My new position as a Visiting Assistant Professor in the Department of Earth, Environmental, and Planetary Sciences at Case Western Reserve University has just begun! This fall semester I am teaching an undergraduate and graduate Hydrogeology course while I work on getting out some more of my publications. In the spring, I will be teaching Global Environmental Problems and another course I am still designing. This new course will likely integrate aspects of geomorphology, hydrology, sustainability, and GIS. I am very excited about the opportunity to gain more teaching experience, this time at a private institution. These class sizes of 6 to 15 students are likely to be quite different than the course I taught in Vietnam, which had >90 students.
Our recently accepted manuscript in the Journal of Vegetation Science shows significantly different riparian vegetation community composition among ephemeral channel types previously distinguished by channel geometry and hydraulic drivers of sediment transport.
I am excited and proud to be part of the Northern New Mexico Expanding Your Horizons for the 2nd year in a row. This year I am organizing the presenters for students workshops at our upcoming event February 15th, 2018! This event is scheduled to connect over 250 middle school girls with female professionals in STEM fields through 16 interactive workshops. Each student will attend two workshops, a career fair, and a keynote speech by Dr. Jennifer Hollingsworth!
As a researcher inspired by female scientists and advisers and one who seeks to remain informed about inequalities among peers in science, I am an advocate for women, diversity, and equality within our scientific community and encourage everyone else to be one as well. Check out the Expanding Your Horizons Network and see how you can be involved with a chapter near you!
Last night I finished my third Teen Science Cafe in Taos, NM through the first and original northern New Mexico chapter, Cafe Scientifique. Check out this great summary of my science cafe by one of the Los Alamos Teen Leaders, Elijah Pelofske. I am so greatful to be a part of this effort to share science with and get high school students excited about water resources, rivers, and sediment! I think some of the students were inspired by the fact that they can become a scientist although they didn’t seriously consider it before, much like I did after starting community college as an art student!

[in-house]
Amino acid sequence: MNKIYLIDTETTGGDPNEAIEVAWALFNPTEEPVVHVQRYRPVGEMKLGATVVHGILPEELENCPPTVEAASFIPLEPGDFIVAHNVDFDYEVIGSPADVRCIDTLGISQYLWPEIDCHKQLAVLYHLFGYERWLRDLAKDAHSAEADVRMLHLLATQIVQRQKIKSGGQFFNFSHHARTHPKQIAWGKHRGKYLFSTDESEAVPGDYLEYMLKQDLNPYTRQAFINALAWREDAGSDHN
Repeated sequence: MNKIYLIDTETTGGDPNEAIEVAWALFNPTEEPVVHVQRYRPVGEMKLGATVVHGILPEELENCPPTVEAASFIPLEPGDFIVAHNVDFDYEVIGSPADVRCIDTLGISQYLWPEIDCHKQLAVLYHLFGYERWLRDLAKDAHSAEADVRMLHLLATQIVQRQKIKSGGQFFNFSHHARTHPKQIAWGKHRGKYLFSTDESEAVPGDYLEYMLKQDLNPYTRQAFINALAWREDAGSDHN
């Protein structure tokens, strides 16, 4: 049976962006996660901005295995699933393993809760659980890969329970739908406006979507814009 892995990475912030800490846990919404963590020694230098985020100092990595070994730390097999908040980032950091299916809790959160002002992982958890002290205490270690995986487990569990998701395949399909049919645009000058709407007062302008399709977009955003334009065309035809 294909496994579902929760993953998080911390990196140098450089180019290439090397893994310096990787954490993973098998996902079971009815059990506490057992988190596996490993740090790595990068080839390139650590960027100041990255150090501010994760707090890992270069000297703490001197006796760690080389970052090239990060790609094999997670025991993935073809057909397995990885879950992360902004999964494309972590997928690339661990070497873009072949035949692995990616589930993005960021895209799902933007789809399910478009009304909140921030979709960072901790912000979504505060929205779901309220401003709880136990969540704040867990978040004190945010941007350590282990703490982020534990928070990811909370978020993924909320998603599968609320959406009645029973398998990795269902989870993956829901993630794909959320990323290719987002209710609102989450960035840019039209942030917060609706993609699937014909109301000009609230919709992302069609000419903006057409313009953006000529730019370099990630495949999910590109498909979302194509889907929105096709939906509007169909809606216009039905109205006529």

I just finished my second Cafe Scientifique at the Northern New Mexico College in Espanola, New Mexico. Along with research assistant, Meghan King, I have been talking to and working with high school students in northern New Mexico about Balancing Rivers for Society and the Environment. The natural balance of water and sediment is altered by human activity, especially dams, which can impact ecosystems and fish. The students conducted lab experiments with small flumes, in which they created small rivers to examine the balance of water and sediment in rivers!
After comparing the amount and size of particle movement with low water flow compared to high flow conditions, the students constructed a dam across the river to see how it influenced the water and sediment balance. Above, Meghan asks the students about their observations when they increased water flow and constructed a dam. Below, students smile at the joy they find in Earth science, rivers, water, sediment, and flume experiments!
Thank you Twila and the Espanola Cafe Scientifique for a great evening of science! Cafe Scientifique is an amazing outreach program lead by Michelle Hall from Science Education Solutions that brings scientists to engage with teens from local highschools! Michelle started the program in Los Alamos in 2007 and now there are Cafe Scientifique programs in several states around the country involving over 100 high schools! If you are a scientist, see if you can get involved in a local program, and if you are or know any teens, see if you can attend these great cafes!!
Our recent publication in the Journal of Geophysical Research: Earth Surface finds that mountainous floodplains in the Colorado Rocky Mountains may be a significant carbon reservoir compared to floodplains in lower regions and examines the spatial relationship of organic carbon content relative to the river channel. Floodplain soil closer to the surface, higher in elevation, and laterally closer to the channel have higher soil organic carbon content. This has implications for land use and climate change as we develop mountainous valleys and streams by altering the floodplain or through flow regulation. Grading floodplains to be flat for development decreases floodplain topographic heterogeneity and potential for elevated soils to store carbon. Additionally, more frequent floods could provide an increase in the wetting and drying to high floodplain areas, facilitating the decomposition of organic carbon that would otherwise be stored. Alternatively, alteration of river flows and channelization of rivers may reduce or completely eradicate overbank flows and no longer provide the mechanism for the accumulation of carbon along the floodplain.
Our Google dome photos of the East River near Crested Butte are finally pieced together into a virtual tour! Check it out and take a walk along the river and our research sites with me, Carli Arendt, and Joel Rowland!